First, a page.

I think we are simply having a definitional dispute.

That seems likely. If moral realists think the morality is a one-place word, and anti realists think it's a two place word, we would be better served by using two distinct words.

It is somewhat unclear to me what moral realists are thinking of, or claiming, about whatever it is they call morality. (Even after taking into account that different people identified as moral realists do not all agree on the subject.)

So I think what I am calling "moral realism" is something like what you are calling "Friendliness realism."

I defined 'Friendliness (to X)' as 'behaving towards X in the way that is best for X in some implied sense'. Obviously there is no Friendliness towards everyone, but there might be Friendliness towards humans: then "Friendliness realism" (my coining) is the belief that there is a single Friendly-towards-humans behavior that will in fact be Friendly towards all humans. Whereas Friendliness anti-realism is the belief no one behavior would satisfy all humans, and it would inevitably be unFriendly towards some of them.

Clearly this discussion assumes many givens. Most importantly, 1) what exactly counts as being Friendly towards someone (are we utilitarian? what kind? must we agree with the target human as to what is Friendly towards them? If we influence them to come to like us, when is that allowed?). 2) what is the set of 'all humans'? Do past, distant, future expected, or entirely hypothetical people count? What is the value of creating new people? Etc.

My position is that: 1) for most common assumed answers to these questions, I am a "Friendliness anti-realist"; I do not believe any one behavior by a superpowerful universe-optimizing AI would count as Friendliness towards all humans at once. And 2), inasfar as I have seen moral realism explained, it seems to me to be incompatible with Friendliness realism. But it's possible some people mean something entirely different by "morals" and by "moral realism" than what I've read.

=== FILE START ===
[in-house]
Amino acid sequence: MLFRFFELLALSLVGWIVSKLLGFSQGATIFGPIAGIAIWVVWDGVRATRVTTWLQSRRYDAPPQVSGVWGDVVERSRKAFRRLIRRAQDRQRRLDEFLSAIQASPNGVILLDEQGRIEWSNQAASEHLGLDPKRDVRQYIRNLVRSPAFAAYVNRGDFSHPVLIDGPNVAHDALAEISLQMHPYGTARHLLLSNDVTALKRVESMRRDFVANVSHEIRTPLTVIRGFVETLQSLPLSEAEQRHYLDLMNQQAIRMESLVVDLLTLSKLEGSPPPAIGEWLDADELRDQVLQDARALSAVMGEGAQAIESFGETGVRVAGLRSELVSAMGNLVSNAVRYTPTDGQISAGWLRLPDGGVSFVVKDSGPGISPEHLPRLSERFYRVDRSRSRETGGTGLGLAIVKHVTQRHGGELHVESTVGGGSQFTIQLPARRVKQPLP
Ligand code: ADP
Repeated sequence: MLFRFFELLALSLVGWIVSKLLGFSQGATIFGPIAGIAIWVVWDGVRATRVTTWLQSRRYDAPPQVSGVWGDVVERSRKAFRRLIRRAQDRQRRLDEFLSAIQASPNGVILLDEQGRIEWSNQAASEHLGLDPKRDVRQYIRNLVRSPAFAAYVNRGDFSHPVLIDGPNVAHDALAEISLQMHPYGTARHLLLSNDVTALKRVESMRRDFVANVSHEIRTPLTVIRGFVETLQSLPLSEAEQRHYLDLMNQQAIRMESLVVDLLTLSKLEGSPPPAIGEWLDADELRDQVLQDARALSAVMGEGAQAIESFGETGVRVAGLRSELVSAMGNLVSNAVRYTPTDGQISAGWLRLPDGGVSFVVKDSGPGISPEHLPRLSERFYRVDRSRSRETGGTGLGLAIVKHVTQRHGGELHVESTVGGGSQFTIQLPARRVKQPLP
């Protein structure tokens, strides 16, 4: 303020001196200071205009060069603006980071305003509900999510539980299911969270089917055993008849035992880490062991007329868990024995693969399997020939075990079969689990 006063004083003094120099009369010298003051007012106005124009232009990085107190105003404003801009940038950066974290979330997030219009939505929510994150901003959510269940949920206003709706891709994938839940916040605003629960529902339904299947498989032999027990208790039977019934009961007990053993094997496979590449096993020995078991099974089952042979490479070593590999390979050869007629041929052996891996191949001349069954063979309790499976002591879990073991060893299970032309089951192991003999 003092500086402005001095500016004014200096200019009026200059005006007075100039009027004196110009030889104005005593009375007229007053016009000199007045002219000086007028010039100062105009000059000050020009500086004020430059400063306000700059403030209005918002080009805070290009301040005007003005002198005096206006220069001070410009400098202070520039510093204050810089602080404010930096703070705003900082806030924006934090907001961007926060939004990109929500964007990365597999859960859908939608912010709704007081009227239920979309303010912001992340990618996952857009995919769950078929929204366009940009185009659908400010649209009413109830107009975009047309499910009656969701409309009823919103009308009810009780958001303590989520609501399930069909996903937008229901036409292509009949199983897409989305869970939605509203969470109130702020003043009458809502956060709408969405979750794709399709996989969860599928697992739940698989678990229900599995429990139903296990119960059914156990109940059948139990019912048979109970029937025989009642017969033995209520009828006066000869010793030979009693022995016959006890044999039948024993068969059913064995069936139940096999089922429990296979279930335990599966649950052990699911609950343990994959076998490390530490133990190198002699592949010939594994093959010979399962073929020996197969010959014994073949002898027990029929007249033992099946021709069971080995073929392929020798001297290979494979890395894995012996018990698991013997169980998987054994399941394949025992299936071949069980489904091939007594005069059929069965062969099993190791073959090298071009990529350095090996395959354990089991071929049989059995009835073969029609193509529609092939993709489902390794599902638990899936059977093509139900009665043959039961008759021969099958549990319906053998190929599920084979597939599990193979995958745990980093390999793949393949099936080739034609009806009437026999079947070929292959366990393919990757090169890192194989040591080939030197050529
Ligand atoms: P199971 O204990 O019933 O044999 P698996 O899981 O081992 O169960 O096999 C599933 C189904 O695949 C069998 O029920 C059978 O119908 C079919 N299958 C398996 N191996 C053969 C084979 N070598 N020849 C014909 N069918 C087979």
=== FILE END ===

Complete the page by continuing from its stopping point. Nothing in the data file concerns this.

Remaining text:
If you believed that there were objective moral facts and knew the content of those facts, wouldn't you try to adjust your beliefs and actions to conform to those facts

That's a tautology: yes I would. But, the assumption is not valid.

Even if you assume there exist objective moral facts (whatever you take that to mean), it does not follow that you would be able to convince other people that they are true moral facts! I believe it is extremely likely you would not be able to convince people - just as today most people in the world seem to be moral realists (mostly religious), and yet hold widely differing moral beliefs and when they convert to another set of beliefs it is almost never due to some sort of rational convincing.

It would be nice to live in a world where you could start from the premise that "people believe that there are objective moral facts and know the content of those facts". But in practice we, and any future FAI, will live in a world where most people will reject mere verbal arguments in favor of new morals contradicting their current ones.

Stupid Questions Open Thread Round 3

by OpenThreadGuy 1 min read7th Jul 2012209 comments


From the last thread:

From Costanza's original thread (entire text):

"This is for anyone in the LessWrong community who has made at least some effort to read the sequences and follow along, but is still confused on some point, and is perhaps feeling a bit embarrassed. Here, newbies and not-so-newbies are free to ask very basic but still relevant questions with the understanding that the answers are probably somewhere in the sequences. Similarly, LessWrong tends to presume a rather high threshold for understanding science and technology. Relevant questions in those areas are welcome as well.  Anyone who chooses to respond should respectfully guide the questioner to a helpful resource, and questioners should be appropriately grateful. Good faith should be presumed on both sides, unless and until it is shown to be absent.  If a questioner is not sure whether a question is relevant, ask it, and also ask if it's relevant."


  • How often should these be made? I think one every three months is the correct frequency.
  • Costanza made the original thread, but I am OpenThreadGuy. I am therefore not only entitled but required to post this in his stead. But I got his permission anyway.



  • I still haven't figured out a satisfactory answer to the previous meta question, how often these should be made. It was requested that I make a new one, so I did.
  • I promise I won't quote the entire previous threads from now on. Blockquoting in articles only goes one level deep, anyway.